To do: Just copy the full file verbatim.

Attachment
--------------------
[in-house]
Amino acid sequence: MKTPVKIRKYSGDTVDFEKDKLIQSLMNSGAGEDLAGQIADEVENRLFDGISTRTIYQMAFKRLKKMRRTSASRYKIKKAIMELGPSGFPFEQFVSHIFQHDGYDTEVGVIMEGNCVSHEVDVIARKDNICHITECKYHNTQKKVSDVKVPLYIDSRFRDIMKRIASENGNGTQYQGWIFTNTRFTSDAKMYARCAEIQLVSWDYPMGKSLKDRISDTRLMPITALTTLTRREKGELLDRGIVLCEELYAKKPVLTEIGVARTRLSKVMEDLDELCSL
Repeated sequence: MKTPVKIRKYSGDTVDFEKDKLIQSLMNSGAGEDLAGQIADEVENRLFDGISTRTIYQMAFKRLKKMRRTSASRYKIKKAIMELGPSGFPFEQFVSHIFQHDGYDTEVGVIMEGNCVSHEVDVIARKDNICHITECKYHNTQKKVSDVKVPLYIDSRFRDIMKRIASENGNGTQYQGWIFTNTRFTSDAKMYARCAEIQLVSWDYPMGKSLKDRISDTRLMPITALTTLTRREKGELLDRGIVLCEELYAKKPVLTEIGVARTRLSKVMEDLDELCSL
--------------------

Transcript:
[in-house]
Amino acid sequence: MKTPVKIRKYSGDTVDFEKDKLIQSLMNSGAGEDLAGQIADEVENRLFDGISTRTIYQMAFKRLKKMRRTSASRYKIKKAIMELGPSGFPFEQFVSHIFQHDGYDTEVGVIMEGNCVSHEVDVIARKDNICHITECKYHNTQKKVSDVKVPLYIDSRFRDIMKRIASENGNGTQYQGWIFTNTRFTSDAKMYARCAEIQLVSWDYPMGKSLKDRISDTRLMPITALTTLTRREKGELLDRGIVLCEELYAKKPVLTEIGVARTRLSKVMEDLDELCSL
Repeated sequence: MKTPVKIRKYSGDTVDFEKDKLIQSLMNSGAGEDLAGQIADEVENRLFDGISTRTIYQMAFKRLKKMRRTSASRYKIKKAIMELGPSGFPFEQFVSHIFQHDGYDTEVGVIMEGNCVSHEVDVIARKDNICHITECKYHNTQKKVSDVKVPLYIDSRFRDIMKRIASENGNGTQYQGWIFTNTRFTSDAKMYARCAEIQLVSWDYPMGKSLKDRISDTRLMPITALTTLTRREKGELLDRGIVLCEELYAKKPVLTEIGVARTRLSKVMEDLDELCSL